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Plan Now for Spring Cover Crops

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Pictured is buckwheat, the “garden workhorse”

By Deb Bigelow, Master Gardener Volunteer Cornell Cooperative Extension Allegany County

Now that cover crop seed is widely available in small quantities for home gardeners, it’s easier than ever to incorporate these wonder-workers into your garden plans. While planning your seed purchases, take time to review last year’s season. Did you have a bed or area that was too weedy to give good yields? Need organic matter? Getting things to grow just took too much time and attention? Consider planting a spring cover crop of oats. They germinate readily in cooler soil, can tolerate wetness fairly well and, planted densely, can quickly cover the soil and prevent weed germination. Oats tolerate a wide pH range but do require lots of sun. (Plant again in early fall to make a winter-killed mulch that protects and conserves soil.) Cut or mow at around 45 days of growth, and either let dry on the surface or incorporate to add organic matter.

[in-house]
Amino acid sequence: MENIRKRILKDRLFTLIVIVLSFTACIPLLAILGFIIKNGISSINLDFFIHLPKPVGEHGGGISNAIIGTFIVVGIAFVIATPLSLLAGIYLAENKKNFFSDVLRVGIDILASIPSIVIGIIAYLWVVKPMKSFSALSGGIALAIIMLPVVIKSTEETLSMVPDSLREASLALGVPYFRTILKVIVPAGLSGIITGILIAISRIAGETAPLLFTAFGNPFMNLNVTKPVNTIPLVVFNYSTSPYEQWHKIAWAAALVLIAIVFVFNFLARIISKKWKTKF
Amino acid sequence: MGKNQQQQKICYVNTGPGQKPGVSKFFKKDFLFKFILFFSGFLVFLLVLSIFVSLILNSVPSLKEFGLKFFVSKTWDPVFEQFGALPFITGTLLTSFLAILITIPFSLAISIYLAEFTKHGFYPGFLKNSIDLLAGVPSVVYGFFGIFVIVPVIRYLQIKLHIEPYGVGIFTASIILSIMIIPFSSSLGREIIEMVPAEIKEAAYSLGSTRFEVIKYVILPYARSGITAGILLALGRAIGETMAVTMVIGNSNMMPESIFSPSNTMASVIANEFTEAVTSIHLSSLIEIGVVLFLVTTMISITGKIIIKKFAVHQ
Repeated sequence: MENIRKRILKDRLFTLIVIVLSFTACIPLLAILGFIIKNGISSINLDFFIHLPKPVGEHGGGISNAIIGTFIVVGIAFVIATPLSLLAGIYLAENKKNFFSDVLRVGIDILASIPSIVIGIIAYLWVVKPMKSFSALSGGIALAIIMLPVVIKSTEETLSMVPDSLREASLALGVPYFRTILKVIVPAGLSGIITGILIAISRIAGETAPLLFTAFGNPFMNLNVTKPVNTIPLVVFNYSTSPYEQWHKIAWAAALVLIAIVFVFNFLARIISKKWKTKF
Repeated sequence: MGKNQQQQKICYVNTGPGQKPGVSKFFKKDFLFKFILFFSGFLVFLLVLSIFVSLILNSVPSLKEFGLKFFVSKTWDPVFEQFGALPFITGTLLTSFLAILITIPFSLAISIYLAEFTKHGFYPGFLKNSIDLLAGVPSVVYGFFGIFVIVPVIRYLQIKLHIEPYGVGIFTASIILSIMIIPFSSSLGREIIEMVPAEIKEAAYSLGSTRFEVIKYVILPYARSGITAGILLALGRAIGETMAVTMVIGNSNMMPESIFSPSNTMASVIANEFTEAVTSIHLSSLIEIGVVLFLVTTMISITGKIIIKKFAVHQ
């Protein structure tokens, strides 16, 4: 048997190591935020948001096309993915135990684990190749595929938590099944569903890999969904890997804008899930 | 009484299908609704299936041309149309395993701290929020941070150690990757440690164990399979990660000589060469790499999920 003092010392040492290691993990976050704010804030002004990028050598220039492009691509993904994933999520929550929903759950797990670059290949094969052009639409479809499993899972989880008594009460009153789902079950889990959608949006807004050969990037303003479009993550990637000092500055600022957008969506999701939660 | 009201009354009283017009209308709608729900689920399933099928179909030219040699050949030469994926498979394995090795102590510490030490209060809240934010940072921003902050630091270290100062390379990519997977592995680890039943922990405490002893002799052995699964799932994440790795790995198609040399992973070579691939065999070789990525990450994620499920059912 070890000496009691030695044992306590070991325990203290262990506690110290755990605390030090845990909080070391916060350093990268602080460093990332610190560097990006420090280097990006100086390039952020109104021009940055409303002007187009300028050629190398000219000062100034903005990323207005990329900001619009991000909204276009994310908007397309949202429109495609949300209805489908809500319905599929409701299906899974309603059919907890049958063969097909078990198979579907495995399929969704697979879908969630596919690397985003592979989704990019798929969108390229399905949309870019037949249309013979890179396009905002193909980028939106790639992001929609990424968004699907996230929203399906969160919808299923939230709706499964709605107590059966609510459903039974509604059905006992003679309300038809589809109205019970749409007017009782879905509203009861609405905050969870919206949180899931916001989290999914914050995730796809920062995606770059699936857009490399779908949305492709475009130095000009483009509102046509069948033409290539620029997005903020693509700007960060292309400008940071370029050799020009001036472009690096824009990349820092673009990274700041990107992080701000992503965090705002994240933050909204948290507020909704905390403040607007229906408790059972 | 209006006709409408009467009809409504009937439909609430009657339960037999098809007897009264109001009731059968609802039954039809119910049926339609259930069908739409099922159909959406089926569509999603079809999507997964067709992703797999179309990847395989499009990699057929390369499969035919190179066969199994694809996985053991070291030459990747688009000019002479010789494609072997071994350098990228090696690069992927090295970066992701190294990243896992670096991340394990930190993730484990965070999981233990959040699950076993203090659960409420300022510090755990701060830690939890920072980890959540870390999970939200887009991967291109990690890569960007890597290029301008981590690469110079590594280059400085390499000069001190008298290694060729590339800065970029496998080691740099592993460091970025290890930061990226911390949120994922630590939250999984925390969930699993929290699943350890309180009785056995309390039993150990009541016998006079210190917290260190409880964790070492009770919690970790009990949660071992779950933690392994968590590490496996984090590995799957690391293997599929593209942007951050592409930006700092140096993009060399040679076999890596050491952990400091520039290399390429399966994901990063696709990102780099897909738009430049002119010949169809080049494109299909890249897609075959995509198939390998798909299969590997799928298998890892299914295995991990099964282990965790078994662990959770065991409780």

Another inexpensive, easy springtime weed suppressor is annual rye, not to be confused with cereal rye, also called garden rye or ryegrass. Annual rye germinates easily in cool soils and if planted thickly grows rapidly to a dense canopy that crowds out weeds. It can be cut several times (and fed to the pet rabbits or to chickens!) then turned under to decompose and add organic matter.  Later in spring, after your soil is warmed to at least 50 degrees F, you can plant buckwheat, the garden workhorse. Not only does buckwheat suppress weeds and gather up phosphorus for your subsequent crops, but the flowers will make your resident bees very happy. But only for a while: unless you want to save seed or risk lots of volunteers (not really a bad thing – they are easy to remove if not wanted) you must cut it just after flowering, around 2 – 3” up from the soil surface, to stop growth. You may then just leave the stalks on the surface to dry and mulch your next crop. Planting into buckwheat residue is easy and pleasant and reduces the amount of new mulch needed.

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